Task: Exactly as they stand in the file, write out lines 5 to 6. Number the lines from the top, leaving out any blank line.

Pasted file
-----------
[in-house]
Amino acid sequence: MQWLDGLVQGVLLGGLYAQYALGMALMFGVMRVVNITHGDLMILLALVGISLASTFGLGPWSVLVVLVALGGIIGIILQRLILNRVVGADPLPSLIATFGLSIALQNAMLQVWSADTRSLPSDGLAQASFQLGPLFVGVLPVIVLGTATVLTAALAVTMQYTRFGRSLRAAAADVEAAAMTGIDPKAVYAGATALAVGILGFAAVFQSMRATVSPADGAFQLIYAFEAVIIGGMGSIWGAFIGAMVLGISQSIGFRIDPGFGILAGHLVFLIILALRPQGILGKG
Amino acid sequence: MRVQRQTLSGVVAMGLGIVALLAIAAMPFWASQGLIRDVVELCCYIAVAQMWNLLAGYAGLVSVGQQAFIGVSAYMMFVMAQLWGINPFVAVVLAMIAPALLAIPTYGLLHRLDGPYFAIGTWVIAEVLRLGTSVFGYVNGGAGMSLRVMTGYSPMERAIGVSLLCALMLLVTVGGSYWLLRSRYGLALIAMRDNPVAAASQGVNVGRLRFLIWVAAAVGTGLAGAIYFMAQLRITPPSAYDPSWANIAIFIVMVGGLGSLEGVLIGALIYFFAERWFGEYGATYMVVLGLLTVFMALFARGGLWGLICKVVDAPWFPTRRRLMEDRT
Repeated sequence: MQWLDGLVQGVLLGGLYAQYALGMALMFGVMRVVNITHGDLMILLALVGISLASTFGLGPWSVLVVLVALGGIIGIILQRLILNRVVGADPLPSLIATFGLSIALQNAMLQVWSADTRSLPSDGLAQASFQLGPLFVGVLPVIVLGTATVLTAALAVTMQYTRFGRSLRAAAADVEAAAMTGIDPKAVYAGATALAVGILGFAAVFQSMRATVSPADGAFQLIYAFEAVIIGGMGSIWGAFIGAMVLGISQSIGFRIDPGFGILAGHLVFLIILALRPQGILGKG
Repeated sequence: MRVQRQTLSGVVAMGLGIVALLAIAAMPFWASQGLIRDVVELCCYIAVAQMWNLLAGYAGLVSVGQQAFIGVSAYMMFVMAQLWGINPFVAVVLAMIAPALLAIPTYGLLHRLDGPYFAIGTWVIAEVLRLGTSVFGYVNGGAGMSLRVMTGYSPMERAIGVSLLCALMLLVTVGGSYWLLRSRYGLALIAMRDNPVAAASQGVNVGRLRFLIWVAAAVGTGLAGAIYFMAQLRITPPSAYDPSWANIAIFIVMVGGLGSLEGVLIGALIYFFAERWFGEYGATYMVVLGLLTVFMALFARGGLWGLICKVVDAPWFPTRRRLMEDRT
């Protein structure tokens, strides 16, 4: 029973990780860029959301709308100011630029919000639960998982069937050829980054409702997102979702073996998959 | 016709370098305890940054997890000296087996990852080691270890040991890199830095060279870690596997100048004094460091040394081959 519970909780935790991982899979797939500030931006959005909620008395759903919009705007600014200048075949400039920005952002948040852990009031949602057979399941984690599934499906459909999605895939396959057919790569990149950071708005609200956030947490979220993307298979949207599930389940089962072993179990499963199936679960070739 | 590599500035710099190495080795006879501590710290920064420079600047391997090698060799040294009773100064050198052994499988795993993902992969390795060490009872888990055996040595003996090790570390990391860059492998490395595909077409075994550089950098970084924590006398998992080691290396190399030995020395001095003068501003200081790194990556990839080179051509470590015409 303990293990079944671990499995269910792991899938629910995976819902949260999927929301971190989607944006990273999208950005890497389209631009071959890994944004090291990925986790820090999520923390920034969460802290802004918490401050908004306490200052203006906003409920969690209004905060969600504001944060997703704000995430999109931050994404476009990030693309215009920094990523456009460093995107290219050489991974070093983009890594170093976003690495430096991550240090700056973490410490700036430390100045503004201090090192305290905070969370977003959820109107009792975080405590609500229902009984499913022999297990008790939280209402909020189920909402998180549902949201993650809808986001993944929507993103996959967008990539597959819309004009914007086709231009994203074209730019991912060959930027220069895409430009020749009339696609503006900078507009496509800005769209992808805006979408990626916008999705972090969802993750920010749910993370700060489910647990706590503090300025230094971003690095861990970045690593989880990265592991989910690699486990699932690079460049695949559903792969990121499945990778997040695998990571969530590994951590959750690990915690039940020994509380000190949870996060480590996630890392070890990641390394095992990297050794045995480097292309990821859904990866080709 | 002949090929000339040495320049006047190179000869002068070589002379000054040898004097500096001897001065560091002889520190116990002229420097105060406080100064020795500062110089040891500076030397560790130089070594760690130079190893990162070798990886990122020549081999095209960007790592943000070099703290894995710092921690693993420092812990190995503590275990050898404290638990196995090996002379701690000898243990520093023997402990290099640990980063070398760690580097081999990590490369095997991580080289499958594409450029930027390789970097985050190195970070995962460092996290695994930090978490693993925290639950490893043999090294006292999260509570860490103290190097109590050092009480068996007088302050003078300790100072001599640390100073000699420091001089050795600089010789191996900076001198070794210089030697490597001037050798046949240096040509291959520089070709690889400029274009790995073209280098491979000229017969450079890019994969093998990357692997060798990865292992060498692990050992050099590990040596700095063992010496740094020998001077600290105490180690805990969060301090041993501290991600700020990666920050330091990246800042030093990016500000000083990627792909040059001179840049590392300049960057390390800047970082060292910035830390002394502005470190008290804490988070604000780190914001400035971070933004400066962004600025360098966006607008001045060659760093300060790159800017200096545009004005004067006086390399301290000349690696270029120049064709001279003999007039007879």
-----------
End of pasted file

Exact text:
Repeated sequence: MRVQRQTLSGVVAMGLGIVALLAIAAMPFWASQGLIRDVVELCCYIAVAQMWNLLAGYAGLVSVGQQAFIGVSAYMMFVMAQLWGINPFVAVVLAMIAPALLAIPTYGLLHRLDGPYFAIGTWVIAEVLRLGTSVFGYVNGGAGMSLRVMTGYSPMERAIGVSLLCALMLLVTVGGSYWLLRSRYGLALIAMRDNPVAAASQGVNVGRLRFLIWVAAAVGTGLAGAIYFMAQLRITPPSAYDPSWANIAIFIVMVGGLGSLEGVLIGALIYFFAERWFGEYGATYMVVLGLLTVFMALFARGGLWGLICKVVDAPWFPTRRRLMEDRT
């Protein structure tokens, strides 16, 4: 029973990780860029959301709308100011630029919000639960998982069937050829980054409702997102979702073996998959 | 016709370098305890940054997890000296087996990852080691270890040991890199830095060279870690596997100048004094460091040394081959 519970909780935790991982899979797939500030931006959005909620008395759903919009705007600014200048075949400039920005952002948040852990009031949602057979399941984690599934499906459909999605895939396959057919790569990149950071708005609200956030947490979220993307298979949207599930389940089962072993179990499963199936679960070739 | 590599500035710099190495080795006879501590710290920064420079600047391997090698060799040294009773100064050198052994499988795993993902992969390795060490009872888990055996040595003996090790570390990391860059492998490395595909077409075994550089950098970084924590006398998992080691290396190399030995020395001095003068501003200081790194990556990839080179051509470590015409 303990293990079944671990499995269910792991899938629910995976819902949260999927929301971190989607944006990273999208950005890497389209631009071959890994944004090291990925986790820090999520923390920034969460802290802004918490401050908004306490200052203006906003409920969690209004905060969600504001944060997703704000995430999109931050994404476009990030693309215009920094990523456009460093995107290219050489991974070093983009890594170093976003690495430096991550240090700056973490410490700036430390100045503004201090090192305290905070969370977003959820109107009792975080405590609500229902009984499913022999297990008790939280209402909020189920909402998180549902949201993650809808986001993944929507993103996959967008990539597959819309004009914007086709231009994203074209730019991912060959930027220069895409430009020749009339696609503006900078507009496509800005769209992808805006979408990626916008999705972090969802993750920010749910993370700060489910647990706590503090300025230094971003690095861990970045690593989880990265592991989910690699486990699932690079460049695949559903792969990121499945990778997040695998990571969530590994951590959750690990915690039940020994509380000190949870996060480590996630890392070890990641390394095992990297050794045995480097292309990821859904990866080709 | 002949090929000339040495320049006047190179000869002068070589002379000054040898004097500096001897001065560091002889520190116990002229420097105060406080100064020795500062110089040891500076030397560790130089070594760690130079190893990162070798990886990122020549081999095209960007790592943000070099703290894995710092921690693993420092812990190995503590275990050898404290638990196995090996002379701690000898243990520093023997402990290099640990980063070398760690580097081999990590490369095997991580080289499958594409450029930027390789970097985050190195970070995962460092996290695994930090978490693993925290639950490893043999090294006292999260509570860490103290190097109590050092009480068996007088302050003078300790100072001599640390100073000699420091001089050795600089010789191996900076001198070794210089030697490597001037050798046949240096040509291959520089070709690889400029274009790995073209280098491979000229017969450079890019994969093998990357692997060798990865292992060498692990050992050099590990040596700095063992010496740094020998001077600290105490180690805990969060301090041993501290991600700020990666920050330091990246800042030093990016500000000083990627792909040059001179840049590392300049960057390390800047970082060292910035830390002394502005470190008290804490988070604000780190914001400035971070933004400066962004600025360098966006607008001045060659760093300060790159800017200096545009004005004067006086390399301290000349690696270029120049064709001279003999007039007879």